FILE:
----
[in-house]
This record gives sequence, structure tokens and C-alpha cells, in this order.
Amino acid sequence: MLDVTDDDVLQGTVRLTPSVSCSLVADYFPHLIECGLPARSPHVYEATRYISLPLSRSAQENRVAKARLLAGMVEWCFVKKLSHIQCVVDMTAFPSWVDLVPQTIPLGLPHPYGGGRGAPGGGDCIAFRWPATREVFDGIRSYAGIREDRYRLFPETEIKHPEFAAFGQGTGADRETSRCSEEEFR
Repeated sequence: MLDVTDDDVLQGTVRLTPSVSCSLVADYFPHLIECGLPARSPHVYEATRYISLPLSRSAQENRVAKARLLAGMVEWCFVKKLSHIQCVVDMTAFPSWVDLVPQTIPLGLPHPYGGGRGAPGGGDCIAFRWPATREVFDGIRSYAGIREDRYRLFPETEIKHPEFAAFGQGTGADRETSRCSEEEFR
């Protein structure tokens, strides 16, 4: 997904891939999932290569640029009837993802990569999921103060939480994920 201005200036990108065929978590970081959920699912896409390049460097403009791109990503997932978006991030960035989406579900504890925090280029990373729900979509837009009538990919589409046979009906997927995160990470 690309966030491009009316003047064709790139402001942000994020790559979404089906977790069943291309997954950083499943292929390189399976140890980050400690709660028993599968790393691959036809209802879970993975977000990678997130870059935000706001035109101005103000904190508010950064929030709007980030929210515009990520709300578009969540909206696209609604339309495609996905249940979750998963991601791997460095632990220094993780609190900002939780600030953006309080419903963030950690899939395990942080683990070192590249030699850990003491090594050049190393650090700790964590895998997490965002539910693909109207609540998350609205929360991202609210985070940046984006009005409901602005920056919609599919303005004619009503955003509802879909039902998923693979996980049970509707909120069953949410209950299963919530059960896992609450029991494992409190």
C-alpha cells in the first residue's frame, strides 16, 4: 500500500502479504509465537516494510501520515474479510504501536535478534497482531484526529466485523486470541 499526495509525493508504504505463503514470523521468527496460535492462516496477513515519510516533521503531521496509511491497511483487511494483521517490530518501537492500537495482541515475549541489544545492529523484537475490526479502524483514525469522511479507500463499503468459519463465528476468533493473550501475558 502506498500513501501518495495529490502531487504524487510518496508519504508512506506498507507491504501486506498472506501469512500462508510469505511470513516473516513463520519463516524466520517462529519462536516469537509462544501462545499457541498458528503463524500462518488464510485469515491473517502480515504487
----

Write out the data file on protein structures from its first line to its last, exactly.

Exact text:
[in-house]
This record gives sequence, structure tokens and C-alpha cells, in this order.
Amino acid sequence: MLDVTDDDVLQGTVRLTPSVSCSLVADYFPHLIECGLPARSPHVYEATRYISLPLSRSAQENRVAKARLLAGMVEWCFVKKLSHIQCVVDMTAFPSWVDLVPQTIPLGLPHPYGGGRGAPGGGDCIAFRWPATREVFDGIRSYAGIREDRYRLFPETEIKHPEFAAFGQGTGADRETSRCSEEEFR
Repeated sequence: MLDVTDDDVLQGTVRLTPSVSCSLVADYFPHLIECGLPARSPHVYEATRYISLPLSRSAQENRVAKARLLAGMVEWCFVKKLSHIQCVVDMTAFPSWVDLVPQTIPLGLPHPYGGGRGAPGGGDCIAFRWPATREVFDGIRSYAGIREDRYRLFPETEIKHPEFAAFGQGTGADRETSRCSEEEFR
């Protein structure tokens, strides 16, 4: 997904891939999932290569640029009837993802990569999921103060939480994920 201005200036990108065929978590970081959920699912896409390049460097403009791109990503997932978006991030960035989406579900504890925090280029990373729900979509837009009538990919589409046979009906997927995160990470 690309966030491009009316003047064709790139402001942000994020790559979404089906977790069943291309997954950083499943292929390189399976140890980050400690709660028993599968790393691959036809209802879970993975977000990678997130870059935000706001035109101005103000904190508010950064929030709007980030929210515009990520709300578009969540909206696209609604339309495609996905249940979750998963991601791997460095632990220094993780609190900002939780600030953006309080419903963030950690899939395990942080683990070192590249030699850990003491090594050049190393650090700790964590895998997490965002539910693909109207609540998350609205929360991202609210985070940046984006009005409901602005920056919609599919303005004619009503955003509802879909039902998923693979996980049970509707909120069953949410209950299963919530059960896992609450029991494992409190």
C-alpha cells in the first residue's frame, strides 16, 4: 500500500502479504509465537516494510501520515474479510504501536535478534497482531484526529466485523486470541 499526495509525493508504504505463503514470523521468527496460535492462516496477513515519510516533521503531521496509511491497511483487511494483521517490530518501537492500537495482541515475549541489544545492529523484537475490526479502524483514525469522511479507500463499503468459519463465528476468533493473550501475558 502506498500513501501518495495529490502531487504524487510518496508519504508512506506498507507491504501486506498472506501469512500462508510469505511470513516473516513463520519463516524466520517462529519462536516469537509462544501462545499457541498458528503463524500462518488464510485469515491473517502480515504487